Home Artificial Intelligence US missing pieces of AI chip puzzle despite TSMC’s bn bet

US missing pieces of AI chip puzzle despite TSMC’s $65bn bet

Taiwan Semiconductor Manufacturing Company’s decision to bring its latest technology to America is a big step forward for US President Joe Biden’s quest for security in the vital tech supply chain — but still leaves Washington short of being able to completely produce the most complex chips in the US.

The world’s biggest chipmaker by sales must also pull off an intricate balancing act as it steps up its US presence, satisfying customers such as Nvidia without damaging its highly profitable business model, which has underpinned the development of the global semiconductor industry for more than 30 years.

TSMC’s planned $65bn of investments in Arizona are part of a construction race in the US that involves other global chipmakers such as Samsung and Intel, which are also taking big subsidies from Washington.

But producing chips for purposes such as AI is still likely to involve plants in Asia, a reflection of the complexity involved in packaging various types of chip together to boost their performance and efficiency.

“It’s really not that simple to onshore everything. Having the logic [chip] foundry in the US and then a bit of the packaging there is not enough,” said Myron Xie, an analyst at boutique consultancy SemiAnalysis.

TSMC — which makes chips under contract at hugely complex and expensive fabrication plants, or fabs — plans to start manufacturing 2-nanometre chips in the US in 2028. This is an upgrade from the company’s previous plans. At that time 2nm technology is expected to be the latest in mass production worldwide, whereas previously the company had intended each new US fab to start operating with process technology one generation behind Taiwan.

TSMC has also committed to offer a third plant using 2nm or even newer technology by 2030.

Washington is paying a hefty price for the upgrade, with US$6.6bn in grants and up to $5bn in loans for TSMC. The money comes from the 2022 Chips and Science Act, which aims to onshore advanced chipmaking for the US. Commerce secretary Gina Raimondo has said the US will be on track to make about 20 per cent of the world’s most advanced chips by the end of the decade.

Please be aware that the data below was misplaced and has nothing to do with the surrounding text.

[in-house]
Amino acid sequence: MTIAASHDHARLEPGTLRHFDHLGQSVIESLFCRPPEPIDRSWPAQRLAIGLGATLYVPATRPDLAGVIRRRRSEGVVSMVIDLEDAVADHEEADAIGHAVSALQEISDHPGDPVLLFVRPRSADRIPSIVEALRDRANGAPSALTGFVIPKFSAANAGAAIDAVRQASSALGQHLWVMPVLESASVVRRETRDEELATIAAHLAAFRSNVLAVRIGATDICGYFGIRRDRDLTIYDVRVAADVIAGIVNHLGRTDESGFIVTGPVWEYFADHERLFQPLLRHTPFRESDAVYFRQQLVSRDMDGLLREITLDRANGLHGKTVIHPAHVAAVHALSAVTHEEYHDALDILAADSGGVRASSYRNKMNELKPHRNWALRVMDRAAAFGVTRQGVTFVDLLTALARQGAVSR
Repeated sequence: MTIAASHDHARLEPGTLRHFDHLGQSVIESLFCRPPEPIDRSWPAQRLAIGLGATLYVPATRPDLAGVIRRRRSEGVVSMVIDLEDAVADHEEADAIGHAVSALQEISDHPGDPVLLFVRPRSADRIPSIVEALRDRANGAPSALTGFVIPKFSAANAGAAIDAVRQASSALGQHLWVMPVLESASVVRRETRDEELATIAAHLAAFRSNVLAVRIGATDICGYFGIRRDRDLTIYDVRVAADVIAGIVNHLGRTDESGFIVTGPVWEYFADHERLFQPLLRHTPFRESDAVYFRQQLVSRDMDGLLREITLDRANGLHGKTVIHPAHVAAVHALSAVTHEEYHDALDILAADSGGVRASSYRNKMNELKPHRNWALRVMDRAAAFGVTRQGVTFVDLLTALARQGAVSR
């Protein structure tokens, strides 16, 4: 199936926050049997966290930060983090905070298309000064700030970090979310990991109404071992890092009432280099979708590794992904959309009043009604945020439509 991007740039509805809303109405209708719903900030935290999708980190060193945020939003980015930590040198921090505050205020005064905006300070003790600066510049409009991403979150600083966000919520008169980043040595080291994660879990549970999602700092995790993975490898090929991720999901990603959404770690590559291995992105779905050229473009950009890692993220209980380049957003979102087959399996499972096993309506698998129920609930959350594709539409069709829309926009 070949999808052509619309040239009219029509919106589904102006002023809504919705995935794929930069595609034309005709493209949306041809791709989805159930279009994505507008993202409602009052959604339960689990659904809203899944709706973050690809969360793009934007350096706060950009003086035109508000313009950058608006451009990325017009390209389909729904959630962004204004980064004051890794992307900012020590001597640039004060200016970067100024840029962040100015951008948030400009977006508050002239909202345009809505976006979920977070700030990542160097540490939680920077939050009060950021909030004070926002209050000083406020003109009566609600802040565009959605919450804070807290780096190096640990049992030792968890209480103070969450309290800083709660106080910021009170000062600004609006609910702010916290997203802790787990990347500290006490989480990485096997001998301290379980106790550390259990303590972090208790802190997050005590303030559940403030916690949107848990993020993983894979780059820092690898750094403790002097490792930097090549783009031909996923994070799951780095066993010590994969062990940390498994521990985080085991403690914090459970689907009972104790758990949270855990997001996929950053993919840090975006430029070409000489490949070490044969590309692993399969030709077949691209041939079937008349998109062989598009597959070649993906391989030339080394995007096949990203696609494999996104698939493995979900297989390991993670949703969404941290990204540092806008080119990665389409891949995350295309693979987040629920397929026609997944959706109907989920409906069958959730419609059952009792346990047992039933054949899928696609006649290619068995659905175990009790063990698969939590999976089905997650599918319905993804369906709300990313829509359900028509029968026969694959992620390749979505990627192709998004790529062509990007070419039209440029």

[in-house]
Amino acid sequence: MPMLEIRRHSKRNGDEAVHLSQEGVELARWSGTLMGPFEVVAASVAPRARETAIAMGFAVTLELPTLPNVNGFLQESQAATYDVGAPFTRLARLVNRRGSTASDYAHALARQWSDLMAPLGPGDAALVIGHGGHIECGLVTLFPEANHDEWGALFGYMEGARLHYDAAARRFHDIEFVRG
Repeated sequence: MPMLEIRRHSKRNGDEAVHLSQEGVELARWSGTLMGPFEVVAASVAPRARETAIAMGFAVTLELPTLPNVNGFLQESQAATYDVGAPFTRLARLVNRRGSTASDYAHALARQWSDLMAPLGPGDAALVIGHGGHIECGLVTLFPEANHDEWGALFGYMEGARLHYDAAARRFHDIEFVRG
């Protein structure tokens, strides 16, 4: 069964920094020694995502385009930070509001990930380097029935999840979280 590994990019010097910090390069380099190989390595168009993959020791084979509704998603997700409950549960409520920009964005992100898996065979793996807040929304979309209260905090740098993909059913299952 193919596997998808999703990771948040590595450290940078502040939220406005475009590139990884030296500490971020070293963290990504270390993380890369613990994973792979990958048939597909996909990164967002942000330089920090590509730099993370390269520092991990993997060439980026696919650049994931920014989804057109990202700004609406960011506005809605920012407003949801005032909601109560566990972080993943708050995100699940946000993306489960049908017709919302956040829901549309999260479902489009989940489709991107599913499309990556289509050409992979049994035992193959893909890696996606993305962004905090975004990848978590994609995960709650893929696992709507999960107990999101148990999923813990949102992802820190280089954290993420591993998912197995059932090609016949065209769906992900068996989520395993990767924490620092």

But while Washington’s money offers some incentive, TSMC’s most important motive for stepping up its commitment to the US was to bring its own US strategy in line with the needs of Nvidia and other vendors of the AI chips that have become the most potent driver of global semiconductor demand.

While TSMC will kick off 2nm volume production in Taiwan next year, its original plans would have offered less powerful 3nm chips only from 2028 in the US, putting it years behind the AI chip cycle, analysts said.

The new plan will allow Nvidia and other sellers of AI chips to shift some of their orders from Taiwan to Arizona.

US chipmaker AMD, one of Nvidia’s biggest rivals in the AI chip market, plans to be one of the first customers of the Arizona plant with high-end graphics processing units and central processing units, according to a person familiar with the company. 

But giving clients the right to choose where their chips are made departs from TSMC’s established practice. It would reduce the company’s flexibility in allocating capacity, which has helped it to generate gross profit margins of more than 50 per cent.

People familiar with discussions between TSMC and its clients said any access to a specific plant will have to be laid down in separate agreements with individual customers, possibly in exchange for a price premium or an upfront deposit.

Industry executives and analysts said despite enhancing options for AI chipmakers, TSMC’s stepped-up investment leaves gaps in bringing the manufacturing of entire chip products onshore.

“We think Nvidia will start adopting 2nm in 2026. So with the concrete plans for 2nm from 2028 at TSMC’s second Arizona fab, that will still be behind,” Xie said.